Repurposing old stereo equipment is one of the best ways to build a great system on the cheap. The turntable and receiver are my dad's old gear, coupled with a pair of speakers I yanked off of a CD player I've had since I was 14. The setup won't win me any audiophile cred, but it definitely does a much-better-than-OK job at playing music.
Not to mention that it's pretty cool to listen on the same equipment my dad once used. When I was 17, I found his old record collection in the basement and immediately started spinning it on his long-forgotten turntable. Call me corny, but I think it's pretty awesome to know that 30-some years ago he was listening to the same records on the same deck.
If you aren't lucky enough to have access to your parents' old stereo equipment, it's not uncommon to find some real gems at your local thrift shop on the cheap, tossed away by someone who thought McIntosh is a cheap Apple knock-off.
I do have one thing that I desperately want, and will upgrade to soon: an HDTV. I've never owned anything besides tube TVs under 20 inches. The fact that flat-panel prices are finally reasonable, combined with the digital switchover makes it prime time for me to jump the CRT ship.
I want to say that it always makes sense to hold onto your old TV after you upgrade, but in this case it might not. Television sets were at their saturation point well before HDTVs came along. In 2009 there were more TVs per household than people. By now it's likely that you just don't have room for a fourth or twelfth tube anywhere.
If you find yourself needing to dispose of an aging TV, please do so properly. Donate it. Sell it on Craigslist. Or look into electronics recycling centers in your area. An old TV may not have a place in your house or apartment, but it might find a place in someone else's home. It certainly doesn't belong in a landfill.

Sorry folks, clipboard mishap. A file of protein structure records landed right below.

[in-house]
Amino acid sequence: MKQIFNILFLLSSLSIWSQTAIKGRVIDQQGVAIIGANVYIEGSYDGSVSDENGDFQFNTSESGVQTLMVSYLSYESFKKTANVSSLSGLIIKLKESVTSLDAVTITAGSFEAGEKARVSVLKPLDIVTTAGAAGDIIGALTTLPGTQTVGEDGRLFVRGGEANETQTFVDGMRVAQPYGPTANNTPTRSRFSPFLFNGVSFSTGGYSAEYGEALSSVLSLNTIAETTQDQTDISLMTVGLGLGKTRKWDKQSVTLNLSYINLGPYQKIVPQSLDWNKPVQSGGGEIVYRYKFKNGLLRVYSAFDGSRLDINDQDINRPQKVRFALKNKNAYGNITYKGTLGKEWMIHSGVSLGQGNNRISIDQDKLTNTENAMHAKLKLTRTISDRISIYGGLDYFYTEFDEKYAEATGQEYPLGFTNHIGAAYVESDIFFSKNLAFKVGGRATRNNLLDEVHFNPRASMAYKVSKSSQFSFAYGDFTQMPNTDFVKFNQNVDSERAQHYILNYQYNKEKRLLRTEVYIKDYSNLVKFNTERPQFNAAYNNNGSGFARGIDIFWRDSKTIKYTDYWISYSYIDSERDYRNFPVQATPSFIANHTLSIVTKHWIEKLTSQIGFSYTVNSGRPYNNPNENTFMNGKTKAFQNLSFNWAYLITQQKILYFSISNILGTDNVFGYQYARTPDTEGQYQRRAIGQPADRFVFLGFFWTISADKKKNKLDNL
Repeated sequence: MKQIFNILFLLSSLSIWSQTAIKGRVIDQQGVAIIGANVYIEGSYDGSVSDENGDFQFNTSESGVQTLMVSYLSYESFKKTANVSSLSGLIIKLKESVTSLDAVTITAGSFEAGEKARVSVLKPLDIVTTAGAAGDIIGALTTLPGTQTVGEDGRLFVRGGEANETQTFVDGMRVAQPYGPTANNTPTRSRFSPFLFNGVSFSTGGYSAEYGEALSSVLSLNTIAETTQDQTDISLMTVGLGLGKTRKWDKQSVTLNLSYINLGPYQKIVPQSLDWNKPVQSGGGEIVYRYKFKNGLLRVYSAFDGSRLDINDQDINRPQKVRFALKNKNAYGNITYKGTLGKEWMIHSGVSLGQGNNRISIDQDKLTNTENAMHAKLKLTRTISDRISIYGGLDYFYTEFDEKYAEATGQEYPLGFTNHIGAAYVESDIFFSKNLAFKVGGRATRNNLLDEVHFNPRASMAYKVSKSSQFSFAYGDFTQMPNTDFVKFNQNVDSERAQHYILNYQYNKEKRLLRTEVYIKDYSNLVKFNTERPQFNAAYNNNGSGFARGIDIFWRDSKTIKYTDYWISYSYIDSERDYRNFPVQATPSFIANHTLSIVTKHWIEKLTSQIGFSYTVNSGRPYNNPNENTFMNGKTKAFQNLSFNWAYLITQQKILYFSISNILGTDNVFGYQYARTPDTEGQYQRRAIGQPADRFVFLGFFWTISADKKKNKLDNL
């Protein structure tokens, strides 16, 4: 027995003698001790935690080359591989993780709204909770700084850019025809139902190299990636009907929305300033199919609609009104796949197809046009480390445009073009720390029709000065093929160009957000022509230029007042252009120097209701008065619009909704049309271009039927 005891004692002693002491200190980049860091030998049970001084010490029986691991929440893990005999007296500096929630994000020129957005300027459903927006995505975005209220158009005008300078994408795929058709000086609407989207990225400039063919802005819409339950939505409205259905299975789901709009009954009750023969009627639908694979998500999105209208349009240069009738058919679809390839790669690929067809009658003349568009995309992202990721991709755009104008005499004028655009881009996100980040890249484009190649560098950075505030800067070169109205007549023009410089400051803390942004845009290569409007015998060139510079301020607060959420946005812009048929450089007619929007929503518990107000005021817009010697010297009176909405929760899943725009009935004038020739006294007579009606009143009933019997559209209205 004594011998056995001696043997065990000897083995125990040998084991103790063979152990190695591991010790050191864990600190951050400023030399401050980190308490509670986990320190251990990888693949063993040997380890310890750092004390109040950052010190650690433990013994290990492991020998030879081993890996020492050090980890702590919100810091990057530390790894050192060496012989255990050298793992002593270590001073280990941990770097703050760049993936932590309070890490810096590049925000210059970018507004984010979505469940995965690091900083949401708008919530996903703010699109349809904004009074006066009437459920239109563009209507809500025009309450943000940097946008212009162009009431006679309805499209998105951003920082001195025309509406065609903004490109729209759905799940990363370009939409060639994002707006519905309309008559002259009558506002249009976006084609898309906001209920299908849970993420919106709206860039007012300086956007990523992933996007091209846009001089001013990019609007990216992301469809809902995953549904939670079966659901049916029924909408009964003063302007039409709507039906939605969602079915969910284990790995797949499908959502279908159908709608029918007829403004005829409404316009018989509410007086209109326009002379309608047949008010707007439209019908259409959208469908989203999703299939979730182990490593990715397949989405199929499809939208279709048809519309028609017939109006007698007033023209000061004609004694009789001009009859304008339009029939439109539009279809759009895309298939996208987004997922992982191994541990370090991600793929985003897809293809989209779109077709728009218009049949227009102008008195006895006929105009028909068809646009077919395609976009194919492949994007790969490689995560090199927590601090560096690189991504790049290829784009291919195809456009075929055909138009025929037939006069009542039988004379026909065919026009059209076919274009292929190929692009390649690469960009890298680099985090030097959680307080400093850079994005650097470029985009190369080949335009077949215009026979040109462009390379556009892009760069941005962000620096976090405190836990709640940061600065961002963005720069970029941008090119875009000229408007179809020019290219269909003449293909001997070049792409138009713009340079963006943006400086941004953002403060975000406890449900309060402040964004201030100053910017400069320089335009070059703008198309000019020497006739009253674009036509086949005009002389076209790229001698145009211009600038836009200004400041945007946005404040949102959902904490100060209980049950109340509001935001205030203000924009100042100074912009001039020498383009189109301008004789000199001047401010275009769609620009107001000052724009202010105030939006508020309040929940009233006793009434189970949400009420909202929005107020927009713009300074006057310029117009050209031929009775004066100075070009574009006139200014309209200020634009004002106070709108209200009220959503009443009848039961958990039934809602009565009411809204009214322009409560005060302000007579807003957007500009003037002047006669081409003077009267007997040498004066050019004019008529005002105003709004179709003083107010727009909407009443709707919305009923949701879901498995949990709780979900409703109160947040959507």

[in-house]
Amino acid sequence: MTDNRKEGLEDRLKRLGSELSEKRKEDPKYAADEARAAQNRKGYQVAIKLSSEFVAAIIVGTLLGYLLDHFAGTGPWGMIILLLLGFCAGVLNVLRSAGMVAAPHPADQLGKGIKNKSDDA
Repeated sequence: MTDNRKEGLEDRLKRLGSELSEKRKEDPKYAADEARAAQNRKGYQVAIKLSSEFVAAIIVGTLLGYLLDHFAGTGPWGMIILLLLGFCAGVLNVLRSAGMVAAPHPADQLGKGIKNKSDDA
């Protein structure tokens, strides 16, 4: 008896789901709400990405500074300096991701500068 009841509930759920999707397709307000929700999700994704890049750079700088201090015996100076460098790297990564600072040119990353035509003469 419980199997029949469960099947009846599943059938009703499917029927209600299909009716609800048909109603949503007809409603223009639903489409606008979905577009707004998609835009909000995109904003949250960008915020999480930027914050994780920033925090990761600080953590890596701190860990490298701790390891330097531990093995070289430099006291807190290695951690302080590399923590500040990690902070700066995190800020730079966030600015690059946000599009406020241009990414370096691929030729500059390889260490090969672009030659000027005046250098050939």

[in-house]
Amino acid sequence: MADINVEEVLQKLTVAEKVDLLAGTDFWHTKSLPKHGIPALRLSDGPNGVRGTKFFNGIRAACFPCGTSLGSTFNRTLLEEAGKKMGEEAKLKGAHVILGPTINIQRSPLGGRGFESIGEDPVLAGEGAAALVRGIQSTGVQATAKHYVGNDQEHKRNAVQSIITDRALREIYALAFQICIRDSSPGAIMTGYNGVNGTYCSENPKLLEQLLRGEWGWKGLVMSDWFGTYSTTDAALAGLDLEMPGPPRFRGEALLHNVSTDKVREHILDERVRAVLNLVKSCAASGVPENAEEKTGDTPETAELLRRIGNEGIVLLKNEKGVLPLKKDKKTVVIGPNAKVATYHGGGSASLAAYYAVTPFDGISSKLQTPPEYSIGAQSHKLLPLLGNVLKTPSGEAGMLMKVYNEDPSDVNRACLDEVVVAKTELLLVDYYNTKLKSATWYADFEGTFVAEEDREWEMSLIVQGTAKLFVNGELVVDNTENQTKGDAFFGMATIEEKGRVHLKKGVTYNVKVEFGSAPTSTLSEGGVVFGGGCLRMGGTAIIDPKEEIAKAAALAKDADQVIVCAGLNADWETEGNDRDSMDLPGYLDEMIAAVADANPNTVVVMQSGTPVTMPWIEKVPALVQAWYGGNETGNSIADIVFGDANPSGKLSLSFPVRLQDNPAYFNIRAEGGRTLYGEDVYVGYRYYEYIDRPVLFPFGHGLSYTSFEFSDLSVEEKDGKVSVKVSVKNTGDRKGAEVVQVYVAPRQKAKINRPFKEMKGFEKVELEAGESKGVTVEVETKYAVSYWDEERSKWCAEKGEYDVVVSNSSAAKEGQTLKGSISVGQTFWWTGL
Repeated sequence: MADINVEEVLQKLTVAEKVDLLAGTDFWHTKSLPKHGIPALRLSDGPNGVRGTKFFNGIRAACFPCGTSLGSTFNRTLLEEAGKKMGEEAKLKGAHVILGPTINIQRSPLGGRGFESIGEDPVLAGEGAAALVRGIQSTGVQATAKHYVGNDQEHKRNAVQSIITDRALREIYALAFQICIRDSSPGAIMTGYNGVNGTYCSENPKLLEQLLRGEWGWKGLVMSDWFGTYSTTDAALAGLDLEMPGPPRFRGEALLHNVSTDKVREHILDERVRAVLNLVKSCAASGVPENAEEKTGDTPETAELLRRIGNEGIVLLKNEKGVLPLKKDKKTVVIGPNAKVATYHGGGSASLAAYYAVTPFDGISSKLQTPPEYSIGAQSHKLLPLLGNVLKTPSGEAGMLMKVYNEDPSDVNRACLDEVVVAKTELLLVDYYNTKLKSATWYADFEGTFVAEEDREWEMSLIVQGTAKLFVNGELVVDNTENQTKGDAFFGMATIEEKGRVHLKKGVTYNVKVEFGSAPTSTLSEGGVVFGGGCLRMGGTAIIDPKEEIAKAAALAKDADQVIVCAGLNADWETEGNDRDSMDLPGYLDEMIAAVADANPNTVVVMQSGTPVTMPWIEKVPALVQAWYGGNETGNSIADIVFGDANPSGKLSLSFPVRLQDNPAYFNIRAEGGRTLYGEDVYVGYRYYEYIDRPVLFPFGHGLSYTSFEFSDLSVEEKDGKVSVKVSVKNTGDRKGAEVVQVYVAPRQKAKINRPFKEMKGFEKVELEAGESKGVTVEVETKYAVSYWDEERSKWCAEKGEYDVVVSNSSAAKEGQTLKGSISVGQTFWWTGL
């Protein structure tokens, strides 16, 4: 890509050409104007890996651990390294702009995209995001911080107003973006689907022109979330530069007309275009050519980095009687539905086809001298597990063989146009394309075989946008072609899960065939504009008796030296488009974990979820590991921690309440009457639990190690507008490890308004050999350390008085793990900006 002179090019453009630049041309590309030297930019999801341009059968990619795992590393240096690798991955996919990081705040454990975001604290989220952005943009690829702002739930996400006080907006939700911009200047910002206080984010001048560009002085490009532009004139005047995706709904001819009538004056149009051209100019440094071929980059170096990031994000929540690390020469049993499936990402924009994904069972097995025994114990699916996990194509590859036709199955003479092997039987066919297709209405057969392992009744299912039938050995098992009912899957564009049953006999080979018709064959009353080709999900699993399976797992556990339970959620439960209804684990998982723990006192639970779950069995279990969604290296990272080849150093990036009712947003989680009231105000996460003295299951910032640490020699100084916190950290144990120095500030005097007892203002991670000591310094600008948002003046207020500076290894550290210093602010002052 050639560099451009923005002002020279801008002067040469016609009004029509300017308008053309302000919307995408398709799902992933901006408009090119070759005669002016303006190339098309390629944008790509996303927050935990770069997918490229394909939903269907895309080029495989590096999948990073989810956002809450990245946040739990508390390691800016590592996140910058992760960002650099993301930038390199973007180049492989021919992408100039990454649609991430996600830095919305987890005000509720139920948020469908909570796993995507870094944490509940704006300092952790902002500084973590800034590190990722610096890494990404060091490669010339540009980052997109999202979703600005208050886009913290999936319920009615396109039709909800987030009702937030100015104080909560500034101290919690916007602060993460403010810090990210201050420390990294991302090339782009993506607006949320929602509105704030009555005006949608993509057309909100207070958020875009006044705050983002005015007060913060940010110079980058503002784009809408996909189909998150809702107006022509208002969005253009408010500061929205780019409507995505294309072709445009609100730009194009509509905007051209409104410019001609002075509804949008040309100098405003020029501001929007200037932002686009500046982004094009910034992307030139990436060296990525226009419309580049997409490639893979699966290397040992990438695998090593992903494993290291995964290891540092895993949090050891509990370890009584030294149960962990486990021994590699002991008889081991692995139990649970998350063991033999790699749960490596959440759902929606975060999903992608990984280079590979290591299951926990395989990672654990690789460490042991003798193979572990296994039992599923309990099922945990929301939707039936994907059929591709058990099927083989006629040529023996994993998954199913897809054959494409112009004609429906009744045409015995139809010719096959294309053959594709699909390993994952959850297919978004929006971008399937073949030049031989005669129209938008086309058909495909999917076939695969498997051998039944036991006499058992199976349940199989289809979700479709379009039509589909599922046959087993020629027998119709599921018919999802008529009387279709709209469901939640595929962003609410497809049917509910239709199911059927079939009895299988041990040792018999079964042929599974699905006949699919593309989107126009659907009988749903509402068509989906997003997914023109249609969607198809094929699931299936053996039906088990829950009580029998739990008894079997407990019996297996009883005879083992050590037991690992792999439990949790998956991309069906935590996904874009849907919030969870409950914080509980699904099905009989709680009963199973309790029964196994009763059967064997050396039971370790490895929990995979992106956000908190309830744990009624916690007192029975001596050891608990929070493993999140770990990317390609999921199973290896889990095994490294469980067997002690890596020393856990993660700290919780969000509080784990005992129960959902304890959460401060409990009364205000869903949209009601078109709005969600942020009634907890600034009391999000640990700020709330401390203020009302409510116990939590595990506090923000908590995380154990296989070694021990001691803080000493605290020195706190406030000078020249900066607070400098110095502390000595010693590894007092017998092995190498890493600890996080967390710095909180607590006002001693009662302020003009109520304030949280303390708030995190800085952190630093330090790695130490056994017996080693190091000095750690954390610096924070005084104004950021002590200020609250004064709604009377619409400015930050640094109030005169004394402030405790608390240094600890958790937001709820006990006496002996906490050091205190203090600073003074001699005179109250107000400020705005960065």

I might roll with old stuff, but I'm not some sort of quasi-neo-luddite. Plenty of other gadgets in my arsenal are much more recent than what you see here. I have a PS3, my music gets fed to my stereo through a Squeezebox, and I do have another receiver that handles multichannel audio, albeit a relatively cheap and older one (and in case you're wondering, I did take these pictures with a DSLR, but it's not mine).
So yes, even I don't always live by the "never upgrade" mentality. Planned obsolescence and the industry's fast pace make it impossible to live by that creed. But I also think that a lot of the time we feel "forced" to upgrade we're really being driven by gadget lust, that powerful desire which makes us overlook the benefits of using old stuff.
Here's what I always think about when that ol' familiar "gotta have it" feeling hits. The biggest and most obvious perk: buy new stuff less often, save money. I don't know about you, but if I walk away from a big purchase, I feel like I've won. It's like trapping money that was trying to escape from my bank account. And if you've got a bit of the tree-hugging hippy spirit in you, you'll feel good about cutting down on your e-waste output, even if only by a little bit.
Not to mention the freedom old gear provides. I imagine it's similar to the feeling of operating the Mars rovers. I know that my gadgets have gone far beyond their planned mission length, so I throw them around without caring if they get damaged. And once that old gear inevitably goes belly up, I'll feel no remorse upgrading something that lasted for so long.
But that doesn't mean I won't be sad to lose my gadgets. I've heard other tech junkies say that we should never fall in love with technology, because we'll just end up heartbroken when it's time to say goodbye. In my opinion, that emotional connection is exactly what we need nowadays. If we all try to love our gadgets, to start treating them more like companions than disposable tools, a lot more perfectly good gear could be saved from an untimely retirement.
I know more than a few of you out there are eyeing some new toys for the holidays. I am too. But before we let upgraditis get the best of us, let's consider what we already have. Maybe it's still good enough. Maybe there's a new part that could make our gadgets better and provide a fun modding project to boot. Take it from me: There's almost always some way to squeeze extra life out of old gear.
Now, if you'll excuse me, there's an old Dell tower around here somewhere that's begging to become a NAS.